Are you aware that the American government has been slowly giving away its power to international bureaucrats to determine how its businesses and citizens are taxed?
Most wars do not turn out the way the people who started them intended. Setting aside the hot military wars, look at the consequences of the “war on drugs” and the “war on money laundering and tax evasion.”
The global war on money laundering and tax evasion has failed in the three decades since it began in earnest, and it is now on its way to undermining the rule of law around the world, the legitimate role of financial institutions, and the right of sovereign governments to determine their own tax policies.
The new anti-money-laundering laws and regulations have resulted in millions of Americans who live abroad and others living outside their home countries being unable to get bank accounts and other financial services in the countries where they live.
Rather than protecting people who need financial services, government regulations are increasing their misery. Banks avoid potential government fines by dumping customers, whose source or use of their money is too difficult to figure out. International money-laundering expert, Burke Files, reported to me from Mombasa last week that in central Africa “more and more money is leaving the banking system to seek alternative remittances.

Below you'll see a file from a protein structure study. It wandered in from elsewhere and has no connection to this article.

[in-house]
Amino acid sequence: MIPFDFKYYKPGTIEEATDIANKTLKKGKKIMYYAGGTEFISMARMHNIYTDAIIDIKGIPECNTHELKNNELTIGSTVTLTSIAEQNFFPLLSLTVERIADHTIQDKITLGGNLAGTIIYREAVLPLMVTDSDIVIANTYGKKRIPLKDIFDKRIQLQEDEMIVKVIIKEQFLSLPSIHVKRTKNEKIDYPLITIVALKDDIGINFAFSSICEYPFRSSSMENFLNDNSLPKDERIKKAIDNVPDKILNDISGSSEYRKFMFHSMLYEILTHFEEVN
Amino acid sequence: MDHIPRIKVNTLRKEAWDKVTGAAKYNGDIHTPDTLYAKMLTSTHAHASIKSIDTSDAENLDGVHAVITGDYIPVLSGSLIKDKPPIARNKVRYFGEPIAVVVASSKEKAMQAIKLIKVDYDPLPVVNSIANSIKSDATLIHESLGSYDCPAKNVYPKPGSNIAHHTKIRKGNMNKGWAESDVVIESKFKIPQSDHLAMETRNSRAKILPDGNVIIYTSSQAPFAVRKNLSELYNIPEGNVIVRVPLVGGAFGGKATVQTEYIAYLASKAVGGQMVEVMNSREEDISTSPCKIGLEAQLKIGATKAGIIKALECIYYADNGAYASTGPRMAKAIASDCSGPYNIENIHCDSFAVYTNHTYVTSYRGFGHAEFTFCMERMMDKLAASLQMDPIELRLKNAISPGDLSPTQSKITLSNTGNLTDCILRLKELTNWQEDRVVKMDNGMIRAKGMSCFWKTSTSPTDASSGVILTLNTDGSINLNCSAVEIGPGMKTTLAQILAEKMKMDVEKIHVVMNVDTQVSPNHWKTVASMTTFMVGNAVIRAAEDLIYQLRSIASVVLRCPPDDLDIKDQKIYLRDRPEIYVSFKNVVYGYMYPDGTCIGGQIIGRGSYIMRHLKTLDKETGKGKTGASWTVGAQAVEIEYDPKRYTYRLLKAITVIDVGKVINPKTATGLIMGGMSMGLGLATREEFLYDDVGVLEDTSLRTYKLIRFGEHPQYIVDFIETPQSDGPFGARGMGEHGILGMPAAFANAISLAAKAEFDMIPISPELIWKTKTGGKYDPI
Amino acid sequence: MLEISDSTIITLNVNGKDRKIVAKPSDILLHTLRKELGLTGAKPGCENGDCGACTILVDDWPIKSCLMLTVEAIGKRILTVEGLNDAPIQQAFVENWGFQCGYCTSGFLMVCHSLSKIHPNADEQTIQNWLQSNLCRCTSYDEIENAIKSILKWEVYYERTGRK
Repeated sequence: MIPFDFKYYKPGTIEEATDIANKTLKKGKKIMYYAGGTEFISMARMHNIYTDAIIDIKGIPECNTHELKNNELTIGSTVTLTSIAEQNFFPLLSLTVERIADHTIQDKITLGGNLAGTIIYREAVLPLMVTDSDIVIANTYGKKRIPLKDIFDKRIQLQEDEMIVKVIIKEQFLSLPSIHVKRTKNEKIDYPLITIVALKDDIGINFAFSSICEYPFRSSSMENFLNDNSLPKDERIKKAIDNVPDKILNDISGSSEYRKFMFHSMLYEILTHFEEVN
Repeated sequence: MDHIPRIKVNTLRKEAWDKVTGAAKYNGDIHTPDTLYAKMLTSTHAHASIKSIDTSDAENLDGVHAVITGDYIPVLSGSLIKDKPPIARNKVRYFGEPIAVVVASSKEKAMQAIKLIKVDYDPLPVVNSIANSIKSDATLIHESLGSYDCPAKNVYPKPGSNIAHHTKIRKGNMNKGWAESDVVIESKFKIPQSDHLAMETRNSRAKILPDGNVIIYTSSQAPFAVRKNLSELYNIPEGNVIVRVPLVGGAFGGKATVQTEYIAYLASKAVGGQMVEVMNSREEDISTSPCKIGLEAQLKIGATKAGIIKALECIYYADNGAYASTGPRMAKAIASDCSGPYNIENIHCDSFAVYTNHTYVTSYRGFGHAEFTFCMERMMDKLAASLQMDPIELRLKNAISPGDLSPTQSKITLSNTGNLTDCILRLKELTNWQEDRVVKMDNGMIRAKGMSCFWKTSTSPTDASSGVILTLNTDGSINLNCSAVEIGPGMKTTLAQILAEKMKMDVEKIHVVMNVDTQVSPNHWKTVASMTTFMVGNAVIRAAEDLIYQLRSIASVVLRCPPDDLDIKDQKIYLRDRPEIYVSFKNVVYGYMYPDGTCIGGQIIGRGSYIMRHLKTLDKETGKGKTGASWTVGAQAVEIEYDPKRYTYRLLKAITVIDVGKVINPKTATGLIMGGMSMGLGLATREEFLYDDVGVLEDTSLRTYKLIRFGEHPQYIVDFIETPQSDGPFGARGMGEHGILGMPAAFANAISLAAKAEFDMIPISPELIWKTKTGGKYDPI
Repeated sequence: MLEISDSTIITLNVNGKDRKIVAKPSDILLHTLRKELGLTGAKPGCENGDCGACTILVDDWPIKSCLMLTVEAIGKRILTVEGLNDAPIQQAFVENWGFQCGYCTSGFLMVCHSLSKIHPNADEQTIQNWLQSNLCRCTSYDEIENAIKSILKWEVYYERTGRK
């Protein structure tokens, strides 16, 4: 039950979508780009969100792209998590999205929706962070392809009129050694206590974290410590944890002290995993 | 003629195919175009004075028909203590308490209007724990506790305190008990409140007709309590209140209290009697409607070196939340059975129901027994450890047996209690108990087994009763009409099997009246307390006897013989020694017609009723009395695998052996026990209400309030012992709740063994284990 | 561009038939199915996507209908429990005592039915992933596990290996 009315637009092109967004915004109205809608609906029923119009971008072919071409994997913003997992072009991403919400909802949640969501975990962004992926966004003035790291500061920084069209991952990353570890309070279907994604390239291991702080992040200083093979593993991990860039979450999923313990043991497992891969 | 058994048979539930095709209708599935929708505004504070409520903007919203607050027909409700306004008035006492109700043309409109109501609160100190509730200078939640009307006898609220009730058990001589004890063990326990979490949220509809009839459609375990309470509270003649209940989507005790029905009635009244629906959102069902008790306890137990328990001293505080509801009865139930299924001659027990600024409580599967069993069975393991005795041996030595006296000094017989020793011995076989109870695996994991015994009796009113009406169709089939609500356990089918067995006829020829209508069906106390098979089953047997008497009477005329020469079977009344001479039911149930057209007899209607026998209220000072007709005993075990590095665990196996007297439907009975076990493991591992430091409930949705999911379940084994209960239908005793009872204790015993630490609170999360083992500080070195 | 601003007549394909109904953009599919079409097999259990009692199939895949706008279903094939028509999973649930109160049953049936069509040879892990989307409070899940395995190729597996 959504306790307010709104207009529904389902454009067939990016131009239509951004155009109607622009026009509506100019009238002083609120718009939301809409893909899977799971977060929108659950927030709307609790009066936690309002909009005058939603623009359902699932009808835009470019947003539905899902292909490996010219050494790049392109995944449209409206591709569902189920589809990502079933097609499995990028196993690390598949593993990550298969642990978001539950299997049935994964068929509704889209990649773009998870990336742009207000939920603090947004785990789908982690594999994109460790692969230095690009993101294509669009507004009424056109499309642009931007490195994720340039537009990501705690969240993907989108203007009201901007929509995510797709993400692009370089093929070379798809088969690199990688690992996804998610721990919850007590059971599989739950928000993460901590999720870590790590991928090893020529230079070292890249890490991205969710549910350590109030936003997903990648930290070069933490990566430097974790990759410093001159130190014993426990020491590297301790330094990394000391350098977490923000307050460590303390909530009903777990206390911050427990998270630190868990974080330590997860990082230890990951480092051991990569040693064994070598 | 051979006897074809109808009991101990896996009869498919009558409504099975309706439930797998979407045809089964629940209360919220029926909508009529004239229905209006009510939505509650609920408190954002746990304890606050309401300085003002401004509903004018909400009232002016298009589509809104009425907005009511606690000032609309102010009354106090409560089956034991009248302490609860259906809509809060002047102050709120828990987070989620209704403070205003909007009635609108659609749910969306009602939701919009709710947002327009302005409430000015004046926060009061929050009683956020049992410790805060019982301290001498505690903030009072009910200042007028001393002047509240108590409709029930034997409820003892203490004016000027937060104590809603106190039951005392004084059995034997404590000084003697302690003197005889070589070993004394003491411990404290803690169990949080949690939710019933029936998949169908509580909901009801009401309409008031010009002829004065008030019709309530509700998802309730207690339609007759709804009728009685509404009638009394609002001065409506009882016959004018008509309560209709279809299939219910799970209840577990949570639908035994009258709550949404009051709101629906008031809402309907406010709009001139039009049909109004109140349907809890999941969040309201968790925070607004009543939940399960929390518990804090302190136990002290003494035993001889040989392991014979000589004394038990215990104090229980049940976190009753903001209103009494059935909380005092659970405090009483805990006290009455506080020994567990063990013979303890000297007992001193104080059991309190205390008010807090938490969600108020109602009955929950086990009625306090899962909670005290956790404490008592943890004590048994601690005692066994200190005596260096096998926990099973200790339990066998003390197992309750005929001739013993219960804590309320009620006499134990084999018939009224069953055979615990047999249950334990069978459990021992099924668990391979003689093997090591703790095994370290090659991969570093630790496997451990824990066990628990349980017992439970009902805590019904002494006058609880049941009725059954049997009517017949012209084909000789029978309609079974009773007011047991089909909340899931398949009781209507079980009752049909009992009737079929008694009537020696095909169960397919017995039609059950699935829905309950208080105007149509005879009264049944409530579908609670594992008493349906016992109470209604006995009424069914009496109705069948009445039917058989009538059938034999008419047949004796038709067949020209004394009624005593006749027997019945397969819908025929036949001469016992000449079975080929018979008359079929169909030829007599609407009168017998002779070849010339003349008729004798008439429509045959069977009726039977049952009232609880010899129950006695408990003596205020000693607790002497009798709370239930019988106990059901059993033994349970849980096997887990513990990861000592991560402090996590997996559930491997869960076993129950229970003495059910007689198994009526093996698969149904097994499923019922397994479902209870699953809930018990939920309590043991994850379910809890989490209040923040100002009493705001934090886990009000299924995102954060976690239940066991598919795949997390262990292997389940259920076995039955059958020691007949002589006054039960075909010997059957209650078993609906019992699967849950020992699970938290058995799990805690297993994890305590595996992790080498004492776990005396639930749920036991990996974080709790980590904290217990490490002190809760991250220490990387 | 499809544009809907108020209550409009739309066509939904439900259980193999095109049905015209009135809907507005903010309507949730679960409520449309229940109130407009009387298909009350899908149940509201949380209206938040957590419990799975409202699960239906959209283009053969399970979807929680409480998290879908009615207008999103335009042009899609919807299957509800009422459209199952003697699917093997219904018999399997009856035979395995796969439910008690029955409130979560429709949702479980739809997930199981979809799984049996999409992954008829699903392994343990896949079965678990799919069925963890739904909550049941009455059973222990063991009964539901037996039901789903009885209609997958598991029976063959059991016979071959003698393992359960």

The money is now out of the system and being shipped in bulk currency, and the remitters are being forced to pay about 9 percent — from what was 3 percent to 4 percent.” The Financial Stability Board based in Basel, Switzerland, released a damning report last week on the decline in corresponding banking as a result of excess money-laundering regulations.
Most businesses are taxed at individual — not corporate — rates, because they are set up as sole proprietorships, partnerships and LLCs. You can be sure that the next effort will be to establish a minimum tax for all businesses everywhere on the globe, which will be quickly extended to all individuals. What right does the United States or France have to tell other countries what their tax rates must be? As global taxes are increasingly implemented, Americans and citizens of other countries will lose their democratic right to determine their own taxes — and Americans will be right back where they were under King George III. What happened to “no taxation without representation”?